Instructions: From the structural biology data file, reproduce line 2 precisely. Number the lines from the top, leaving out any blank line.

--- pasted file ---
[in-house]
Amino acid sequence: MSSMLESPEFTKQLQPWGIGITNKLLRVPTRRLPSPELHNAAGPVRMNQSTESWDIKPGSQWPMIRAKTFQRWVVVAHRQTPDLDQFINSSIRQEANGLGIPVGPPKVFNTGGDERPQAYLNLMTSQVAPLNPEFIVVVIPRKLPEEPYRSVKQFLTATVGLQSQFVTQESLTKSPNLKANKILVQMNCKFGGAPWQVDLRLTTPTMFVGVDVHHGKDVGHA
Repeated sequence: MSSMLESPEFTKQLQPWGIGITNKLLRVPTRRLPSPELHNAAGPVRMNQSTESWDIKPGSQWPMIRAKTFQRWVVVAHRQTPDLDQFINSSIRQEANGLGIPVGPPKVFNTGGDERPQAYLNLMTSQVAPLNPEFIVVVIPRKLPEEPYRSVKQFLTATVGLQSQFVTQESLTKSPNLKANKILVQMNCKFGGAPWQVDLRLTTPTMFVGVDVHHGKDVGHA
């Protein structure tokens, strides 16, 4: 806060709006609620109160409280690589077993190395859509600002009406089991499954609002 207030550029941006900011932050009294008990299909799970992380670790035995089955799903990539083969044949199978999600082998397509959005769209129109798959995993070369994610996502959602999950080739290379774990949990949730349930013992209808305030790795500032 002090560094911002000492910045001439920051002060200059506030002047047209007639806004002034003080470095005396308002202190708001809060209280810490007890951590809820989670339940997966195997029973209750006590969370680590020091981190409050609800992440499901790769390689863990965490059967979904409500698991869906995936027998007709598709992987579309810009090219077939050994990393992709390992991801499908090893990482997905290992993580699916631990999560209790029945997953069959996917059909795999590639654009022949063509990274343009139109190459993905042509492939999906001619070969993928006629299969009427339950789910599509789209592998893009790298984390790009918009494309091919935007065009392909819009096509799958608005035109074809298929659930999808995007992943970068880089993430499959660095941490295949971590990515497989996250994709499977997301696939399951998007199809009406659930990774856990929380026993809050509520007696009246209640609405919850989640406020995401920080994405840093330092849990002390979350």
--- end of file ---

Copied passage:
Amino acid sequence: MSSMLESPEFTKQLQPWGIGITNKLLRVPTRRLPSPELHNAAGPVRMNQSTESWDIKPGSQWPMIRAKTFQRWVVVAHRQTPDLDQFINSSIRQEANGLGIPVGPPKVFNTGGDERPQAYLNLMTSQVAPLNPEFIVVVIPRKLPEEPYRSVKQFLTATVGLQSQFVTQESLTKSPNLKANKILVQMNCKFGGAPWQVDLRLTTPTMFVGVDVHHGKDVGHA